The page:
Tip of the Week: Searching Google More Specifically
Everyone knows how to do a Google Search, right? Go to the site, type whatever it is you’re looking for into the search bar, and you’re off to the races. Fewer people are aware, however, of the ways that you can help Google narrow its search a bit. Let’s go over a few handy Google cheat codes that can make your search results more precise.
There are many simple ways that you can adjust your Google search queries.
Adding a hyphen (representative of a subtraction mark in this case) allows you to preemptively omit any search results that include a term. For instance, if you wanted to learn about computer hardware for your business, and didn’t want to see tons of gaming hardware, you could search for computer hardware -gaming.
The pipe icon enables you to effectively run two searches at once. By separating your queries with the pipe, it effectively serves as a stand-in for or as Google considers your results. So, if you were to search for tortilla | jazzercise, your results page would become an entertaining mix of recipes and locations to take a class.
Parentheses can help you add some context to your search. By emphasizing it separately from the rest of your search query, the parentheses tell Google that their contents should impact the rest of the search. Let’s say that you needed to plan a bowling-themed birthday party. Searching for (bowling) birthday party ideas could provide you with a smorgasbord of resources and party supplies vendors, all dedicated to birthday parties with a bowling theme.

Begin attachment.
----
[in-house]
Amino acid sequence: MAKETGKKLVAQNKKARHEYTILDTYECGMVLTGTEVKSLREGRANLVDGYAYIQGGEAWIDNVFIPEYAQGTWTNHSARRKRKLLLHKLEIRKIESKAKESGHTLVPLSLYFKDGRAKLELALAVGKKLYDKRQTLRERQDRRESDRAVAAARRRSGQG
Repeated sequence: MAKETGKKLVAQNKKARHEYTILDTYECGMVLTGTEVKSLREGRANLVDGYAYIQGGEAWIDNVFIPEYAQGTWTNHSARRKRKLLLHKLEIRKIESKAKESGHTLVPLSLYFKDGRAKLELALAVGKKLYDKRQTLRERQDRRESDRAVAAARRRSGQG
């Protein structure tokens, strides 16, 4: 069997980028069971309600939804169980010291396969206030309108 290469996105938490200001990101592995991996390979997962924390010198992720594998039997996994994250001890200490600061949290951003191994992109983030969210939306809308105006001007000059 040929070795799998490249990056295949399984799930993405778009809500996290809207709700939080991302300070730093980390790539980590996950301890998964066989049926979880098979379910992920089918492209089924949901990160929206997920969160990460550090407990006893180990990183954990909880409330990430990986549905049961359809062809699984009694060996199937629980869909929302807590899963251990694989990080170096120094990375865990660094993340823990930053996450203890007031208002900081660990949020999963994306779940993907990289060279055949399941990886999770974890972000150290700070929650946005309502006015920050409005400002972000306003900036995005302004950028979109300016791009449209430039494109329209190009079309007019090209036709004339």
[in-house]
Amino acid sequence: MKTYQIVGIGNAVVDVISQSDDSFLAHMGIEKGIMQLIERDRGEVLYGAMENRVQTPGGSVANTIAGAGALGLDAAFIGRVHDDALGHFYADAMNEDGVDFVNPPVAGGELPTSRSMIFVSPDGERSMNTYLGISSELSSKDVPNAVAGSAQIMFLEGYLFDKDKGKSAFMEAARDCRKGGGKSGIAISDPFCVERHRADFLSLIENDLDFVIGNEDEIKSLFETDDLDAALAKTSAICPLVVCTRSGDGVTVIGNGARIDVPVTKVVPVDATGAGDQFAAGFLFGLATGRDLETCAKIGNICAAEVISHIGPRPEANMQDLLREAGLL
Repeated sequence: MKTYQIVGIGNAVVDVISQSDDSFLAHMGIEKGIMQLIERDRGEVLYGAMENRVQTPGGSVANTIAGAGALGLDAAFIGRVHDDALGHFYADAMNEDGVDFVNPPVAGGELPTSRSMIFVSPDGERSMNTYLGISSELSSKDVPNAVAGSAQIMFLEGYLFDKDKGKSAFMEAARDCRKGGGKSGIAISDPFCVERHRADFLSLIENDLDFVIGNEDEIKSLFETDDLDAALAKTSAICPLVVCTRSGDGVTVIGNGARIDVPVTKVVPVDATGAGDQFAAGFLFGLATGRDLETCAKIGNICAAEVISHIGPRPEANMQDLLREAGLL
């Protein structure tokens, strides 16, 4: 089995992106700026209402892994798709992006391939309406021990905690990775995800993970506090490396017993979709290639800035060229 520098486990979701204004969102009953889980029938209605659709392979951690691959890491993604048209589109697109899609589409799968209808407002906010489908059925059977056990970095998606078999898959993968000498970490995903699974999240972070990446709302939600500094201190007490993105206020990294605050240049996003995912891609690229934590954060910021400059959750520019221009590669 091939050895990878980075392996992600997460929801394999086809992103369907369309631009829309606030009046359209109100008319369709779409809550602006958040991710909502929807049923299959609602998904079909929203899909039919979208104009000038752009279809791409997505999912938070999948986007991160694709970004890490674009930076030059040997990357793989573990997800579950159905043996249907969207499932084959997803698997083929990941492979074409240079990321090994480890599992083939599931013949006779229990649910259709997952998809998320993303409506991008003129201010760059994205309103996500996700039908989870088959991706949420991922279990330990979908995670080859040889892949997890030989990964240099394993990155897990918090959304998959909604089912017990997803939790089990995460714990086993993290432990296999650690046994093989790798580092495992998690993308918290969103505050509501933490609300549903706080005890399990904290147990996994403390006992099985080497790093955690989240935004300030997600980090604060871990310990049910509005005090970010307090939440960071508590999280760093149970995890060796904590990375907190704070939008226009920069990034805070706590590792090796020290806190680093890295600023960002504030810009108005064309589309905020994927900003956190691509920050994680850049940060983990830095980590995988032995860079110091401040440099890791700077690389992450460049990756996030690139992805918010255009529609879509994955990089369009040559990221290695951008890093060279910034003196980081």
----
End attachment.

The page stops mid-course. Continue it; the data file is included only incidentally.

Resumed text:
Sometimes, you know that you’ve seen something on a specific website, but when you go back later, you can’t seem to find it. Adding this tag into your Google search allows you to tell Google the specific website you want to search. For instance, let’s say you were looking for a specific blog that we posted about data backup. On Google, you could search for data backup site: https://www.datalyst.net.
Google even enables its users to define their searches down to the filetype. Adding filetype:pdf will only return results for the defined search that come in PDF form.
We’ve all had those moments where we can remember something that we read, word-for-word, but we just can’t remember where we read it. Google can help. By typing in the remembered phrase after intext:, Google will scan the on-page text for that phrase and kick it back to you.
Which of these do you see being the most useful to you? Let us know in the comments how they work out for you! For more IT tips, best practices, and support services, Datalyst is always here. Reach out to us at (774) 213-9701.